International flights to Alice would lower fares



p1906alexnelsonBy ALEX NELSON


The solution to the problem of excessive domestic air fares and unreliable services has been apparent for a very long time, as evidenced from “The tourism plan for Central Australia,” of June 1969, (the HKF Report) commissioned by the Australian Tourist Commission in 1968.


The HKF Report’s recommendation to upgrade the Alice Springs Airport as an international flight destination was its first priority. It’s important to note that many of that the report’s other recommendations have been implemented more or less as envisaged but the glaring exception remains that of the Alice Springs Airport’s upgrading as an international airport.


Ironically, even as research was undertaken for the HKF Report, the Alice Springs Airport had already commenced hosting large United States Air Force military transport aircraft in support of the establishment of the new Pine Gap base. This remains the case to this day.


During the mid to late 1970s local newspaper reports revealed the extent of the problem of high domestic air fares for regional and remote areas, which has not changed since that time.


In the early 1980s the Fraser Government launched the Holcroft Inquiry into domestic air services which confirmed what everyone knew but was ignored by the Commonwealth.


The NT’s first Chief Minister, Paul Everingham, was frequently critical of the major airlines’ expensive domestic air fares; yet here we are, in this year marking the 40th anniversary of self-government, still contending with exactly the same problem.


The environment for civil aviation has changed significantly since that time, notably with the deregulation of airline competition in the 1980s, upgrading of terminal facilities, and privatisation of airports in the 1990s. Yet these problems have deteriorated substantially in this period; and certainly there is no improvement.


Two documents – Alice Springs International Airport by the NT Government in late 1988, and a consultancy report into The Centre’s tourism industry released in November 1989 – illustrate this point.


Both were published when deregulation was coming into force and upgrades were imminent for the Darwin International Airport and Alice Springs Airport terminals, yet it was at this juncture that tourism reached its peak in the Northern Territory.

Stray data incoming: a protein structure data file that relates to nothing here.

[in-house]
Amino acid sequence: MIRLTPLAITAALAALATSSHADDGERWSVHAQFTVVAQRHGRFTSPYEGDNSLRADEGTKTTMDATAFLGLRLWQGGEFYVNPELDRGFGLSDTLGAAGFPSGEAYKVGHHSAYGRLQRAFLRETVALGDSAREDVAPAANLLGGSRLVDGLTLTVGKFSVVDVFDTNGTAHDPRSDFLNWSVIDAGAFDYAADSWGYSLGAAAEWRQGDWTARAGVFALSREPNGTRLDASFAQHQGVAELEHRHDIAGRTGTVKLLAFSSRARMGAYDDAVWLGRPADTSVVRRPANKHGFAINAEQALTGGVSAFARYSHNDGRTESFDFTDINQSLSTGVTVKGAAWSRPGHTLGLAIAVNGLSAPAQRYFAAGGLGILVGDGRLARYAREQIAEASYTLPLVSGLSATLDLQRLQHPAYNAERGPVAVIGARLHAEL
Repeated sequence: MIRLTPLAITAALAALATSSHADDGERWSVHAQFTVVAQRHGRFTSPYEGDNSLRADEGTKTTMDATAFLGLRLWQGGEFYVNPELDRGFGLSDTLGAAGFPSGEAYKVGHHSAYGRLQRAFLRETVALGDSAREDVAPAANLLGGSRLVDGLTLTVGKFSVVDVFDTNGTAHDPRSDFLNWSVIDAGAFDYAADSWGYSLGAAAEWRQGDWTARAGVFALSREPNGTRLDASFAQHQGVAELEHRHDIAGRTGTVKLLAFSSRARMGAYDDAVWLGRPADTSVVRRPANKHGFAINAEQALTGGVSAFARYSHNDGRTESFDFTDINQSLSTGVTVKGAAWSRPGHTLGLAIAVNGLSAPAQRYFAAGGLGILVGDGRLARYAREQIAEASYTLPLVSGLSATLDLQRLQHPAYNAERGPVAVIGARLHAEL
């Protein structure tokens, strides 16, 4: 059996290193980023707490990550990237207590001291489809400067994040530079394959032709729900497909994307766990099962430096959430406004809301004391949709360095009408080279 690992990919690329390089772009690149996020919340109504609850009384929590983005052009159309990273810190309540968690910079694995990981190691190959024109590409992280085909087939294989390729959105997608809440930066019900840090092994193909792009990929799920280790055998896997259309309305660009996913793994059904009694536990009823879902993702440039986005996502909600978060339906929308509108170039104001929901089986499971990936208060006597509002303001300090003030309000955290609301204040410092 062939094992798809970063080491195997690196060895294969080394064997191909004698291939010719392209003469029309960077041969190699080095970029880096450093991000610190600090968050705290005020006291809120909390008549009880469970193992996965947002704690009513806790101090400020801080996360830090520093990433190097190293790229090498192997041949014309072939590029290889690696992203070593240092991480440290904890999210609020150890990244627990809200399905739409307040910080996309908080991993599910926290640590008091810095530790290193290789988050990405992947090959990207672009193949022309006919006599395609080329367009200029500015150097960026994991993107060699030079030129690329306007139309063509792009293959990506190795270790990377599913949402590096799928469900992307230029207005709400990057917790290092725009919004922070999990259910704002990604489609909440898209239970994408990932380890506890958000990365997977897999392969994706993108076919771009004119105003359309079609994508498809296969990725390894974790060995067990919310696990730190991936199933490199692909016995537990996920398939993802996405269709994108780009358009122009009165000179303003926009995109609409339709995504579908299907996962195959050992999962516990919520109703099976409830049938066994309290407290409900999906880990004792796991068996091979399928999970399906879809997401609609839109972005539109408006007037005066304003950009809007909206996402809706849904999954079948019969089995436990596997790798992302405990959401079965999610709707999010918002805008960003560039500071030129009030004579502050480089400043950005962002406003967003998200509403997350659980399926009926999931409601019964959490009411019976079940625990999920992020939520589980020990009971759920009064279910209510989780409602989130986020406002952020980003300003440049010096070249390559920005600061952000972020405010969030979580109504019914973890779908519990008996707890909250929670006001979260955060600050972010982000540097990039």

These changes coincided with the disastrous pilots’ strike of late 1989 followed soon after with the onset of national economic decline and recession of the early 1990s.


It’s telling to compare the 1969 HKF Report, with many recommendations implemented, to that of the 1989 Horwath and Horwath tourism study commissioned by the NT Government, of which virtually none has come to pass with the exception of the sealing of the inner loop road west of Alice Springs only late last year.


The failure to realise the tourism industry’s potential since that time represents an immense opportunity cost for the Central Australian region and the nation.


The absurdity of the current situation pertaining to the operation of the Alice Springs Airport is clearly evident. It has a long demonstrated capacity to handle large aircraft and latent capacity to service international flights spanning decades yet there is no real attempt to capitalize on its potential.


Comparatively little expense is required to upgrade the Alice Springs Airport as a fully functional international flight destination.


The tourism industry is an integral part of any solution towards ending the high cost of air fares and unreliability of air passenger services afflicting regional and remote areas – the interests of visitors and locals are intertwined. In my opinion the Alice Springs Airport as an international facility is a lynchpin to the resolution of these problems.


The provision of international flight connections at Alice Springs linking with other major regional centres across northern Australia would attract more domestic carriers to meet the demands of increased passenger numbers thereby providing competition to drive air fare costs lower and improve flight service reliability.